Bookmark and Share

About 'Stories Between Stops'

By Joshua Carroll

Although the University of Southern California (USC) is located in the heart of the vibrant, colorful, and exciting city of Los Angeles, few students dare to venture past the unspoken, yet well-known USC bubble. The surrounding culture routinely goes unnoticed due to fear of gangs, violence, and drugs, yet most people’s opinions are based on movies and news reports that highlight the bad that does realistically exist.

There’s no doubt that these areas generally go underreported. Not only do students seldom so much as drive through them, but also reporters and news stations ordinarily only appear to narrate problems within the community.

Stories Between Stops is a project tackled by five “Intro to Online Journalism” (#ASCJ309) classes at USC, taught by Professor Kim Bui, Professor Robert Hernandez, Professor David Medzerian and Professor David. This semester students were assigned cities along the metro stop, hence the name for the project. The areas covered were Culver City, La Cienega/Jefferson, La Brea, Farmdale, and Crenshaw.

Students were presented with a variety of different ways to tell the stories of the characters they would meet in their respective cities. Though there often times weren’t any big time events taking place, one of the main things students were able to walk away with after this semester is that a story can be found anywhere.

“I was extremely nervous at first as far as would I be able to consistently find stories in my city, but come to find out, I met so many great people who were seemingly dying to tell their story and I was happy to do that for them,” said Joey Krassenstein, a student in Professor Bui’s class.

Students were asked to step out of their journalistic comfort zone and get away from the traditional notepad and pen. Moving forward as hybrid reporters, we utilized voice recorders, cameras, cell phones, and most importantly, the Internet to push the narrative forward in hopes of reaching a broader audience.

“When I first heard we had to tackle html coding in this class, I was concerned to say the least. But after just a brief introduction I realized how important coding is not only for journalism, but for a lot of other professions out there too,” said Jacy White, a student in Professor Bui’s class.

Students also learned how to use different “webby” tools to their advantage and were challenged to incorporate them into their pieces.

“Sometimes words just can’t tell the story as well as you want it to. But when you hear the sound, see pictures, and combine that with words of your own, that’s when you really start feeling like what you’re putting together can really make an impact,” said Andrea Martinez, a student in Professor Hernandez’s class.

Many students did harbor some fear concerning going out and exploring the unknown, yet quickly realized that there was nothing to be afraid of.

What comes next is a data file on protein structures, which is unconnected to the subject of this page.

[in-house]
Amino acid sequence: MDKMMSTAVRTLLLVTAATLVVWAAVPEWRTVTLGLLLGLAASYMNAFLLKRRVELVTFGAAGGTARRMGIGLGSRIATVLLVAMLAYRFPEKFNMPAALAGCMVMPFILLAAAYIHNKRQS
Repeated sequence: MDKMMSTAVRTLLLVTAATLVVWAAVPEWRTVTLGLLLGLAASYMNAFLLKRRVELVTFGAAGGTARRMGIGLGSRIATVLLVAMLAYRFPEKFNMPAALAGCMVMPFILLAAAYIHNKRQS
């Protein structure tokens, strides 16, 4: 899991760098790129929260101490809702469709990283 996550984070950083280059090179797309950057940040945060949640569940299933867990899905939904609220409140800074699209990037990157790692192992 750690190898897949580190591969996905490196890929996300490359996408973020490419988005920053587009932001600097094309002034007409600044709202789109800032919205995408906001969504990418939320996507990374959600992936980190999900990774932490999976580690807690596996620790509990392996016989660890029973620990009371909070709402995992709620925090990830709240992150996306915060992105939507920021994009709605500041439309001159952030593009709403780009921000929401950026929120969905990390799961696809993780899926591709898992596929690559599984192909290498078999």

“When I heard we'd have to go hunting for stories in South LA, I was pretty apprehensive. I ended up knocking on doors near my beat to find out what was really going on in the neighborhood and I found one of the best stories I've ever done. It wasn't scary at all,” said Stassy Olmos, a student in Professor Medzerians’ class. “The people I met were genuine and kind, everyone wanted to talk about their home! This online media class has really opened my eyes to the amazing people in South LA as we'll they city's strengths and weaknesses. It was neat to be a part of.”

Being a semester-long project, one of the huge takeaways for the students was the importance of building trust with their sources. Often times one source proved to be useful for multiple stories.

“Building relationships within our beat and not jumping all over was a different experience, but I learned a lot from it,” said Cecilia Callas, student in Professor Hernandez’s class. “Now I can honestly say I’ve made friends in places I would never step foot in before.”

This also became an opportunity to learn more about the culture that surrounds USC. No matter what beat we chose to tackle, lack of culture was never an issue.

“I learned that our area actually has a lot of small businesses that people loved, it taught me that culture plays a big deal in building these shops and it’s those family values that help them survive,” said Evan Budrovich, a student in Professor Fontaine’s class.

Although this class comes together to improve reporting skills and continue to grow collectively as journalists, brushing away misconceptions about the surrounding community is a positive result that came about as a result of this semester-long ordeal. Individual students dealt with their own challenges along the way, but always managed to produce enriching and inspiring stories that would likely go unnoticed without Stories Between Stops.

<“Through taking this 309 website course I learned that student journalists have just as much potential to tell a good online story as any other working professional does,” said Professor Medzerians’ student Pierce Larson. “We have been given a great opportunity to explore our city’s landscape and tell people’s fascinating stories through the growing media market that is the Internet; as a young journalist there is nothing more I could really want.”

We are very thankful to every person who took the time out of his or her day to make this project successful. Needless to say, journalists are nothing without sources and we hope to have made you proud with the pieces we were able to produce.

We welcome feedback from the community. If you have any comments or concerns, please tweet us at #ASCJ309.